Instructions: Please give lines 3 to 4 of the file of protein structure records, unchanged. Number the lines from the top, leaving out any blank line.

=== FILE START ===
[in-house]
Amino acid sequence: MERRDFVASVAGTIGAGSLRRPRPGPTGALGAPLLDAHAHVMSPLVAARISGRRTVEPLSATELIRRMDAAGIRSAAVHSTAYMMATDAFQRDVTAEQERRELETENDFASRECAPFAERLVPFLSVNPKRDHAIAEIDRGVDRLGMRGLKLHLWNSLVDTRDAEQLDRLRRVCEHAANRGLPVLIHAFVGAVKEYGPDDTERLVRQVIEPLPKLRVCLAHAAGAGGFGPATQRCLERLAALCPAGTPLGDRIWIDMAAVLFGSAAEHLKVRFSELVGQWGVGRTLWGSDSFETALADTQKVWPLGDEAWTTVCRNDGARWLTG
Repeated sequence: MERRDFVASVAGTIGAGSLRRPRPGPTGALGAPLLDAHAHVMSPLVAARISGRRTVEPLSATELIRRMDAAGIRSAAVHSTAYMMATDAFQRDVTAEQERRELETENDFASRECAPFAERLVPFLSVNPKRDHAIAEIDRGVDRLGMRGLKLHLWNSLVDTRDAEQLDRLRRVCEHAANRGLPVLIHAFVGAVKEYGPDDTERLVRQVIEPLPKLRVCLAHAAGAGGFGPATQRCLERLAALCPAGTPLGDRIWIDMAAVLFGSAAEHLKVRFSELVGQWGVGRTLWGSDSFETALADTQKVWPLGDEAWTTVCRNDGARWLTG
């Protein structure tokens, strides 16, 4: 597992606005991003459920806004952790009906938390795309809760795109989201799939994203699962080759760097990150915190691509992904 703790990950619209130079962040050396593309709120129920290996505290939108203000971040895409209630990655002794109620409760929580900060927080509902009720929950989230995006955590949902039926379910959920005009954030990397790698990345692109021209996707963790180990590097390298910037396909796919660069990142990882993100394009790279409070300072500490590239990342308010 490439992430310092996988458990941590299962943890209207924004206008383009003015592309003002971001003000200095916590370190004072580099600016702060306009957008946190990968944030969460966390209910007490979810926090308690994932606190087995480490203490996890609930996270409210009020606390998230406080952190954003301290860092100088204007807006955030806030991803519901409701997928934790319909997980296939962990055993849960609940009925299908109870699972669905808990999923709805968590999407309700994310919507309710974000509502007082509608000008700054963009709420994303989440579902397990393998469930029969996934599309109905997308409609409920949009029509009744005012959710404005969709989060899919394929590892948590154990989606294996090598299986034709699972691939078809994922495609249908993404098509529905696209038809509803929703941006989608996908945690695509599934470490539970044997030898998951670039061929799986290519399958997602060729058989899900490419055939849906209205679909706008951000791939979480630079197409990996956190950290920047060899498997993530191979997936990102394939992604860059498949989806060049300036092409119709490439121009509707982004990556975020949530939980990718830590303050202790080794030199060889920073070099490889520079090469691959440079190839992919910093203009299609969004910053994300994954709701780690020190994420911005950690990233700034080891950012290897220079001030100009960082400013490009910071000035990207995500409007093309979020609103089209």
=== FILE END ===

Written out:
Repeated sequence: MERRDFVASVAGTIGAGSLRRPRPGPTGALGAPLLDAHAHVMSPLVAARISGRRTVEPLSATELIRRMDAAGIRSAAVHSTAYMMATDAFQRDVTAEQERRELETENDFASRECAPFAERLVPFLSVNPKRDHAIAEIDRGVDRLGMRGLKLHLWNSLVDTRDAEQLDRLRRVCEHAANRGLPVLIHAFVGAVKEYGPDDTERLVRQVIEPLPKLRVCLAHAAGAGGFGPATQRCLERLAALCPAGTPLGDRIWIDMAAVLFGSAAEHLKVRFSELVGQWGVGRTLWGSDSFETALADTQKVWPLGDEAWTTVCRNDGARWLTG
């Protein structure tokens, strides 16, 4: 597992606005991003459920806004952790009906938390795309809760795109989201799939994203699962080759760097990150915190691509992904 703790990950619209130079962040050396593309709120129920290996505290939108203000971040895409209630990655002794109620409760929580900060927080509902009720929950989230995006955590949902039926379910959920005009954030990397790698990345692109021209996707963790180990590097390298910037396909796919660069990142990882993100394009790279409070300072500490590239990342308010 490439992430310092996988458990941590299962943890209207924004206008383009003015592309003002971001003000200095916590370190004072580099600016702060306009957008946190990968944030969460966390209910007490979810926090308690994932606190087995480490203490996890609930996270409210009020606390998230406080952190954003301290860092100088204007807006955030806030991803519901409701997928934790319909997980296939962990055993849960609940009925299908109870699972669905808990999923709805968590999407309700994310919507309710974000509502007082509608000008700054963009709420994303989440579902397990393998469930029969996934599309109905997308409609409920949009029509009744005012959710404005969709989060899919394929590892948590154990989606294996090598299986034709699972691939078809994922495609249908993404098509529905696209038809509803929703941006989608996908945690695509599934470490539970044997030898998951670039061929799986290519399958997602060729058989899900490419055939849906209205679909706008951000791939979480630079197409990996956190950290920047060899498997993530191979997936990102394939992604860059498949989806060049300036092409119709490439121009509707982004990556975020949530939980990718830590303050202790080794030199060889920073070099490889520079090469691959440079190839992919910093203009299609969004910053994300994954709701780690020190994420911005950690990233700034080891950012290897220079001030100009960082400013490009910071000035990207995500409007093309979020609103089209």